The US Defense Threat Reduction Agency (DTRA) has awarded a $15.7 million contract to American tech firm Teledyne FLIR to develop an augmented reality (AR) technology that displays biological and chemical threats.
The battlefield threat mapping and visualization tool will reportedly allow the military and other defense forces to digitally see the exact location of hazardous material threats using mobile phones, tablets, and heads-up displays.
The technology would provide the service with improved chemical, biological, radiological, and nuclear (CBRN) situational awareness capability, enabling soldiers or emergency responders to avoid or neutralize chemical and biological hazards.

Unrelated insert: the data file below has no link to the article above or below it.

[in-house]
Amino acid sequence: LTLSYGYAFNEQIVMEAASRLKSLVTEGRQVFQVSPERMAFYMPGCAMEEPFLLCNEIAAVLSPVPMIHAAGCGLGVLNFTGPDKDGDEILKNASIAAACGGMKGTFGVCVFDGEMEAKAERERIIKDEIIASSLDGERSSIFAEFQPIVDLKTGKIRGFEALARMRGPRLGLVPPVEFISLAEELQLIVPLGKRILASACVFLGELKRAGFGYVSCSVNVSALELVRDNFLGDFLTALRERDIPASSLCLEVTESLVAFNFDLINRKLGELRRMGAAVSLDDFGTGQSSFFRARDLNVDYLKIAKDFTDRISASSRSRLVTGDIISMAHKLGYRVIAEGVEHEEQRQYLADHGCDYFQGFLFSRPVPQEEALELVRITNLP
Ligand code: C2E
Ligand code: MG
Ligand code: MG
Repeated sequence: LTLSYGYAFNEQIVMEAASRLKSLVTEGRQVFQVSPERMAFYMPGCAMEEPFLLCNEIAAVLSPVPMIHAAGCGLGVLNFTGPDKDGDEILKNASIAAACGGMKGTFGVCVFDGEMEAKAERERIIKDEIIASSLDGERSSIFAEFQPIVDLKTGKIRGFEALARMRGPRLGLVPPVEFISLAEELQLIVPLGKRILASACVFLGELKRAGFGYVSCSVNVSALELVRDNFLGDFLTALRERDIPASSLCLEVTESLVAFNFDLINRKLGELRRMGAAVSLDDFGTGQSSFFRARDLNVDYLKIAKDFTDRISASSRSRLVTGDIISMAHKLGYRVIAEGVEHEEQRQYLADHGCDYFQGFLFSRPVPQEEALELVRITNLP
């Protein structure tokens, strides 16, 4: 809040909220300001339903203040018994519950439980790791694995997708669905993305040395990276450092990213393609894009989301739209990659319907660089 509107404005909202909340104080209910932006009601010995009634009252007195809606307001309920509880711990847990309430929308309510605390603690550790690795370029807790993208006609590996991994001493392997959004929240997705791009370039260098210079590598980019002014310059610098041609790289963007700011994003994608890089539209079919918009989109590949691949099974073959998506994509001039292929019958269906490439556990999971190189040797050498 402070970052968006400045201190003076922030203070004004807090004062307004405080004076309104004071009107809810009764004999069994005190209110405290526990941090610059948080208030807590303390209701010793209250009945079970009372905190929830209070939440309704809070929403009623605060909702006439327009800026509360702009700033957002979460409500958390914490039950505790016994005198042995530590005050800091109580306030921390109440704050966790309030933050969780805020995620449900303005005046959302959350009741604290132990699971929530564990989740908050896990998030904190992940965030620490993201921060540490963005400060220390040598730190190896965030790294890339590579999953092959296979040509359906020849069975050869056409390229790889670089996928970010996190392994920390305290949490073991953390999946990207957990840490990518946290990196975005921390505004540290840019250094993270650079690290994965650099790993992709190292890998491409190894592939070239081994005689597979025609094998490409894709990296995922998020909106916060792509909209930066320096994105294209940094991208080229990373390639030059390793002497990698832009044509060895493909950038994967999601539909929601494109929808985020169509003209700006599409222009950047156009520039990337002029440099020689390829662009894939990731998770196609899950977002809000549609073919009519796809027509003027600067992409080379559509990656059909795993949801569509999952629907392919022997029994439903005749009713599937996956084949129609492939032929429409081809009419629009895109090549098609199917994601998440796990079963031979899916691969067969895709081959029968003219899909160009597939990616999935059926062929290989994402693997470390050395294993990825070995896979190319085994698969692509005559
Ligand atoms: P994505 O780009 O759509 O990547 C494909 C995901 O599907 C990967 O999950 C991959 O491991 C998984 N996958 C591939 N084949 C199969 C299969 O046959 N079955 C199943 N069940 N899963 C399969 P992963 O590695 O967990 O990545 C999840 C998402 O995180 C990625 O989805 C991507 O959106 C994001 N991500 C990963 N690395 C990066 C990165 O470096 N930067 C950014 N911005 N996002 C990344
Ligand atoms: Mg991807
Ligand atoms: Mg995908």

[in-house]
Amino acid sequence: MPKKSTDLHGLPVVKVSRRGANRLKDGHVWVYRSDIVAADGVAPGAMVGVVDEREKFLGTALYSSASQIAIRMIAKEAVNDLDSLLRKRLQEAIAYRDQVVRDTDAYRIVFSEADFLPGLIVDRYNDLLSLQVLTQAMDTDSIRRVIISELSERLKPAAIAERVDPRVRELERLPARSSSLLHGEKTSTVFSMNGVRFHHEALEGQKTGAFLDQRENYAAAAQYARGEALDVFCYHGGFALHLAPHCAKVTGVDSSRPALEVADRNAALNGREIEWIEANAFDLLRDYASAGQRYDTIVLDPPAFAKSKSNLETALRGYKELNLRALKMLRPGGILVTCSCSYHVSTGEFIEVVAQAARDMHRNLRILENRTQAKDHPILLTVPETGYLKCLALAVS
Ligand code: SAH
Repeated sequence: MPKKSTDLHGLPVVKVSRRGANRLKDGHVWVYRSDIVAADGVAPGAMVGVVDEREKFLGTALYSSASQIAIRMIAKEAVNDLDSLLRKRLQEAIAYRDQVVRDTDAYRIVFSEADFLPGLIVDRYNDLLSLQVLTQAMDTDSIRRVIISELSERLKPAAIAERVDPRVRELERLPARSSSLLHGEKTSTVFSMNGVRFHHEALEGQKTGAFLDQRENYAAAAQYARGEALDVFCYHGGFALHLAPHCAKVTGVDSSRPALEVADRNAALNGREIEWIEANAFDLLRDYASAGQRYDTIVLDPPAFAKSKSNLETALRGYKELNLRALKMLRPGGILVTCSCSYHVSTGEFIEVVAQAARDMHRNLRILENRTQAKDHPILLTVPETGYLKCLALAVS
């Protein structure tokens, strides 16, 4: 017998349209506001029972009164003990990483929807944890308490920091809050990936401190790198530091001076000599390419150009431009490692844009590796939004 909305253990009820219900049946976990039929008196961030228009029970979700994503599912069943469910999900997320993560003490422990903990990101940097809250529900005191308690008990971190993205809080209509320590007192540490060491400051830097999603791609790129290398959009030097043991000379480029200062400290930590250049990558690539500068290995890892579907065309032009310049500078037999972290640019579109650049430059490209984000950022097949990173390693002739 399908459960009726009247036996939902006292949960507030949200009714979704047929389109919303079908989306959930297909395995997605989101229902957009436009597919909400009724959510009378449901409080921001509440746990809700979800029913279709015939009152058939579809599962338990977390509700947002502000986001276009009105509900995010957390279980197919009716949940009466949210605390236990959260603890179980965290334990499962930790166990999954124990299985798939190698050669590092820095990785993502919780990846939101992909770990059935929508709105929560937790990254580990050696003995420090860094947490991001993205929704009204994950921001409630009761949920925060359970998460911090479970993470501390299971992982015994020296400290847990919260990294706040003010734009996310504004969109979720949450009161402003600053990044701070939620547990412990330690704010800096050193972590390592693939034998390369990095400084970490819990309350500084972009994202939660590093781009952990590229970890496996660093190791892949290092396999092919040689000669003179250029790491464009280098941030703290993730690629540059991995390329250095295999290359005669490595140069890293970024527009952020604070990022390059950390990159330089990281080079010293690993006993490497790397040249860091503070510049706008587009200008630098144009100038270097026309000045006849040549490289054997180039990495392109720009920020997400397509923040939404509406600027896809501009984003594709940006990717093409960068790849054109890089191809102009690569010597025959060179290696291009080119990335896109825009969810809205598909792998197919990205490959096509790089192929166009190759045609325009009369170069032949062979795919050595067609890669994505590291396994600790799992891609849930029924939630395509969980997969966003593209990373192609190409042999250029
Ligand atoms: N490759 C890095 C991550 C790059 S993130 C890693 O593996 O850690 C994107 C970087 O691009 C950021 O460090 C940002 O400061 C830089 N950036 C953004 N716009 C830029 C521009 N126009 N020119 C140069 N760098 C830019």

The new device will also allow real-time decision support on reconnaissance and decontamination missions.
Teledyne FLIR will collaborate with other tech companies to develop software that precisely locates, measures, and maps CBRN hazards. The firm will also enable threat map visualization on a “see-through” AR display.
As part of the contract, the DTRA will require a mission-flexible prototype of the bio-chemical threat mapping technology, consisting of networked sensors and advanced AR visualization tools.
According to Teledyne FLIR official Dr. David Cullin, developing an advanced bio-chem threat detection tool is vital for protecting soldiers, especially during missions in hazardous environments.
“We’re proud to lead this effort that will help our warfighters intuitively visualize dangerous chem-bio threats, while also advancing future capabilities tied to IVAS and autonomous robotic decontamination,” he explained in a press release.
The US Air Force also recently began testing a new protective suit designed to protect airmen from CBRN attacks. The suit features a two-piece layered undergarment, gloves, respirator, and other items necessary in a toxic environment.